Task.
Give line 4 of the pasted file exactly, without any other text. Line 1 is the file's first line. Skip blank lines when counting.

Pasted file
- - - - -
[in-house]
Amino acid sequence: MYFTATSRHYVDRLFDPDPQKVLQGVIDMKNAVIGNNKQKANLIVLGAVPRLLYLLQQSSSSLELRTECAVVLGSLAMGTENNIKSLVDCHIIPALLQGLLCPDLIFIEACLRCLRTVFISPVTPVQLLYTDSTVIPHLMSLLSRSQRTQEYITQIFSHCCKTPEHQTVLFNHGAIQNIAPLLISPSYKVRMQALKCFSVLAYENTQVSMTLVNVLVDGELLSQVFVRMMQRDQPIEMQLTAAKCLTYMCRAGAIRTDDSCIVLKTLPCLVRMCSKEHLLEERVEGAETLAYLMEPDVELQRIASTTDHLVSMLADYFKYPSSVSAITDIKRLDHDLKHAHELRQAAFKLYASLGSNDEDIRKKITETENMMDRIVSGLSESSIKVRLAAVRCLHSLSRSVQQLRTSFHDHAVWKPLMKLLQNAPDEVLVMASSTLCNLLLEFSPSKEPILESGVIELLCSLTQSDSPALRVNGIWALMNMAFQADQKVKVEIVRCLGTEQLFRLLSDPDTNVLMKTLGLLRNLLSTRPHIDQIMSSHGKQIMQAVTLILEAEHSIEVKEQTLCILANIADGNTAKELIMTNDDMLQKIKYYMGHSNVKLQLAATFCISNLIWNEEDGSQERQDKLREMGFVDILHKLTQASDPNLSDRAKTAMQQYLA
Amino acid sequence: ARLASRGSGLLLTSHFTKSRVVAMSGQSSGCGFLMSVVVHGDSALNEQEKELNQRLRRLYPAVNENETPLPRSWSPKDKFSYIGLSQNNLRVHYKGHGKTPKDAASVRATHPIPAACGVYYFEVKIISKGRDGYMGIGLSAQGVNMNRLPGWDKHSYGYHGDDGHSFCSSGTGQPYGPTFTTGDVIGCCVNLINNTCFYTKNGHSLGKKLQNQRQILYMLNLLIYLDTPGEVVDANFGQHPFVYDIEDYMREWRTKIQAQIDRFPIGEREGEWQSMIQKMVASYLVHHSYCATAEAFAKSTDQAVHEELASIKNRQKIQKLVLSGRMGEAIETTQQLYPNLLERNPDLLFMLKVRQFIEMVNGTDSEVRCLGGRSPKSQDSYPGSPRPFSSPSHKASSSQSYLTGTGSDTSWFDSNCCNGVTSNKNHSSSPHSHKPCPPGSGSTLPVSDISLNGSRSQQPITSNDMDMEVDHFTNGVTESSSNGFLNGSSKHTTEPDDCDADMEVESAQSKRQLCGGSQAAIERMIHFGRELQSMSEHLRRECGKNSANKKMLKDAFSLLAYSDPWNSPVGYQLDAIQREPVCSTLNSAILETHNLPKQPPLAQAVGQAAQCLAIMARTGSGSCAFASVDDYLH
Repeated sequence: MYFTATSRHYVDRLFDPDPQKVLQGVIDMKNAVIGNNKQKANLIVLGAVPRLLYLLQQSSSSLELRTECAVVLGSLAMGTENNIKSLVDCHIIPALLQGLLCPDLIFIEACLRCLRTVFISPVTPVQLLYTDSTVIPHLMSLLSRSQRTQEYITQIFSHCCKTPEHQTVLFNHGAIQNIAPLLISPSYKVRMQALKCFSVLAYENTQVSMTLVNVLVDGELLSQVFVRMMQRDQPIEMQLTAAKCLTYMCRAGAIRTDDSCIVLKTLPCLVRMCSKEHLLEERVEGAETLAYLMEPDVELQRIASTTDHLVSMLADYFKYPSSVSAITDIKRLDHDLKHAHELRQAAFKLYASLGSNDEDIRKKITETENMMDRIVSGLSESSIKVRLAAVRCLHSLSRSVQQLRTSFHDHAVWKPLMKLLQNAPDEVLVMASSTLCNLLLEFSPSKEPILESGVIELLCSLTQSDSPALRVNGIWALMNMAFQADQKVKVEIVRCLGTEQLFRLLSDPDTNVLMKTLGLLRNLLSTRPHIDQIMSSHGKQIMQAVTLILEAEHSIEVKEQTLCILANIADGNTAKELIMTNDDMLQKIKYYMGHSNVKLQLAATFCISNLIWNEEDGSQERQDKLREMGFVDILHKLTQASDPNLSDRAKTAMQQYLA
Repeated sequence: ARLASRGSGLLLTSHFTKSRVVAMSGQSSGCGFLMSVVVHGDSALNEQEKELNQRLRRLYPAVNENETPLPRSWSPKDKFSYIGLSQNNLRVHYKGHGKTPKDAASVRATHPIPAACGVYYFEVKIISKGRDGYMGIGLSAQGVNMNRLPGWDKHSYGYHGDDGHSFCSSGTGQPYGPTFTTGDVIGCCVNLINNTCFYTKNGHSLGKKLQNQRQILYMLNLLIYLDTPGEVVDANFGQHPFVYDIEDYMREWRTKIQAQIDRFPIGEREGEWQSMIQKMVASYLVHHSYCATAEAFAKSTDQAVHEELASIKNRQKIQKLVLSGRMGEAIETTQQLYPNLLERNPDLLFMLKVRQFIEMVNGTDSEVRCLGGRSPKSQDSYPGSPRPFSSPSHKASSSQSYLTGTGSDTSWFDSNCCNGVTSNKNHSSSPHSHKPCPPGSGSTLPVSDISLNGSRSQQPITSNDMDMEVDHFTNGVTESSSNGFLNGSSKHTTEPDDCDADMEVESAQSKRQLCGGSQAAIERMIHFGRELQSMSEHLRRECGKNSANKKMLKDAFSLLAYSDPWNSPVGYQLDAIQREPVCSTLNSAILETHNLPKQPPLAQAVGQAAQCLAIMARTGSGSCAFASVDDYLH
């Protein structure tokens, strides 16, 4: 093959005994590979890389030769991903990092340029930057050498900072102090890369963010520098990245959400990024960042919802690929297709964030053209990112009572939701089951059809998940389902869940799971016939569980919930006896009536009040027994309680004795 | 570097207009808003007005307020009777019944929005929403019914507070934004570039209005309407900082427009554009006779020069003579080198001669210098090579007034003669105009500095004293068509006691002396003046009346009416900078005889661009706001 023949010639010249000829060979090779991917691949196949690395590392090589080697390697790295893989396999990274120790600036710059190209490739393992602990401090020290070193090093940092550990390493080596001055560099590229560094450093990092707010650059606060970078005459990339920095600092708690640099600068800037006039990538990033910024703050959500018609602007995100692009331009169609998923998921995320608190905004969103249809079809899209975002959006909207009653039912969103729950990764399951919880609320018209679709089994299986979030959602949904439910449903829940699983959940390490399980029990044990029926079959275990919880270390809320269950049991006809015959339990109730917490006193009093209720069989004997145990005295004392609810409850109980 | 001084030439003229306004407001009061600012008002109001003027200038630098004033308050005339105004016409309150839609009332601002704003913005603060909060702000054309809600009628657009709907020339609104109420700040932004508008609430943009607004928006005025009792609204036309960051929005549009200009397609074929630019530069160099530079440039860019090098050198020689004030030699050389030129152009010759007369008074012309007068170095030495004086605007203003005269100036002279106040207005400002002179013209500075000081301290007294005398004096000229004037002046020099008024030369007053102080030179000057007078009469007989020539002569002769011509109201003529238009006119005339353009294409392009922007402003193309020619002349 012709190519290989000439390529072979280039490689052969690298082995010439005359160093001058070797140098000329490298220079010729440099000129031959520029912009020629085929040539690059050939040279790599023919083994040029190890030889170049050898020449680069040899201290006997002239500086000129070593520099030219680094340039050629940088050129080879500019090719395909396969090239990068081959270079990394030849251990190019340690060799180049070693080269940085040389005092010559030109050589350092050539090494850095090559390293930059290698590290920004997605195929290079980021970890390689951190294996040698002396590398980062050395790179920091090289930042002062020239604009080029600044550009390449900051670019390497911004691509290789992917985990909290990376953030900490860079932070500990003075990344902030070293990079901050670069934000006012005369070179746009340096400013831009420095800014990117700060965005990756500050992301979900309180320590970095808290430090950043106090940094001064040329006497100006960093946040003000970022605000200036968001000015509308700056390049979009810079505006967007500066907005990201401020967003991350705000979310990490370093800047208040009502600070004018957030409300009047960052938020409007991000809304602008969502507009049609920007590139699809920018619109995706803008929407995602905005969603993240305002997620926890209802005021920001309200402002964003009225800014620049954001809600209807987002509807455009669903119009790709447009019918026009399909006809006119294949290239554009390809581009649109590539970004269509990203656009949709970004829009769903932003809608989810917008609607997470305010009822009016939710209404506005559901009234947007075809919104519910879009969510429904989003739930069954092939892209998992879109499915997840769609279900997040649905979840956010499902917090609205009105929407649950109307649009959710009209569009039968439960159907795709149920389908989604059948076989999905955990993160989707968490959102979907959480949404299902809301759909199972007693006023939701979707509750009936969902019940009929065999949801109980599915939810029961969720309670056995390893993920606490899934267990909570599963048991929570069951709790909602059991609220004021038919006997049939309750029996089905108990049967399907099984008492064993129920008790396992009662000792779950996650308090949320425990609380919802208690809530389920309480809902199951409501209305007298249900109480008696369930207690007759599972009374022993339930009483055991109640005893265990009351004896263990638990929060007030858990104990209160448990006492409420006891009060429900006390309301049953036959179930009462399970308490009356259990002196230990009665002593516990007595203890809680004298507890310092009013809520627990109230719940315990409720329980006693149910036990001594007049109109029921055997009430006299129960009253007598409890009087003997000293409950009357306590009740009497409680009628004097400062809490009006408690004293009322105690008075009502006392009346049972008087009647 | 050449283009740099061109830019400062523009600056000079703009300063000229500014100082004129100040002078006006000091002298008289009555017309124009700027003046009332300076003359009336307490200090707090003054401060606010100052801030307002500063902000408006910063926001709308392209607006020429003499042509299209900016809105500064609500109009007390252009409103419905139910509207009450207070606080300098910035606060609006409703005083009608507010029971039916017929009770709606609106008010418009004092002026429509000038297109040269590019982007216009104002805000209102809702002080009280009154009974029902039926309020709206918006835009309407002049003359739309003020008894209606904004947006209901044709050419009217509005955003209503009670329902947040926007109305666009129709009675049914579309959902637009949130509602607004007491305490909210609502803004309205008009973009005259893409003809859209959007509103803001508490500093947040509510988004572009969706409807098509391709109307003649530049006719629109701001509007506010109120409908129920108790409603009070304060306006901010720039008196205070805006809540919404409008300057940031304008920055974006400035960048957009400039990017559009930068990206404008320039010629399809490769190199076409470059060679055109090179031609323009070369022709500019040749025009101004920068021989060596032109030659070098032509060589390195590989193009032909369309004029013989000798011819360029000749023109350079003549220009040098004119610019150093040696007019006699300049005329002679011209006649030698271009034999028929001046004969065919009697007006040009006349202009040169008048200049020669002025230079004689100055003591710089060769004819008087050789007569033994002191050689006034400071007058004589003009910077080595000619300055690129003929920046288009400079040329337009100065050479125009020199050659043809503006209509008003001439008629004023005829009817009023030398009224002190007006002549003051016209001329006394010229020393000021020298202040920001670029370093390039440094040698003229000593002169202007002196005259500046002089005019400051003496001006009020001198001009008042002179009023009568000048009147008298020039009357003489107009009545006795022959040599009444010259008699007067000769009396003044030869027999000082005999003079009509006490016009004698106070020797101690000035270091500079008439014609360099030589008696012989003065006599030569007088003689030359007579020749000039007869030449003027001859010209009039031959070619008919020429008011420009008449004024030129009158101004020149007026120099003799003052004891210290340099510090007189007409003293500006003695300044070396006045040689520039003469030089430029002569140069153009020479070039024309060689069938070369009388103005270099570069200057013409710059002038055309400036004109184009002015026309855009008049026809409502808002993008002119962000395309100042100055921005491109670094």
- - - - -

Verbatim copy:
Repeated sequence: MYFTATSRHYVDRLFDPDPQKVLQGVIDMKNAVIGNNKQKANLIVLGAVPRLLYLLQQSSSSLELRTECAVVLGSLAMGTENNIKSLVDCHIIPALLQGLLCPDLIFIEACLRCLRTVFISPVTPVQLLYTDSTVIPHLMSLLSRSQRTQEYITQIFSHCCKTPEHQTVLFNHGAIQNIAPLLISPSYKVRMQALKCFSVLAYENTQVSMTLVNVLVDGELLSQVFVRMMQRDQPIEMQLTAAKCLTYMCRAGAIRTDDSCIVLKTLPCLVRMCSKEHLLEERVEGAETLAYLMEPDVELQRIASTTDHLVSMLADYFKYPSSVSAITDIKRLDHDLKHAHELRQAAFKLYASLGSNDEDIRKKITETENMMDRIVSGLSESSIKVRLAAVRCLHSLSRSVQQLRTSFHDHAVWKPLMKLLQNAPDEVLVMASSTLCNLLLEFSPSKEPILESGVIELLCSLTQSDSPALRVNGIWALMNMAFQADQKVKVEIVRCLGTEQLFRLLSDPDTNVLMKTLGLLRNLLSTRPHIDQIMSSHGKQIMQAVTLILEAEHSIEVKEQTLCILANIADGNTAKELIMTNDDMLQKIKYYMGHSNVKLQLAATFCISNLIWNEEDGSQERQDKLREMGFVDILHKLTQASDPNLSDRAKTAMQQYLA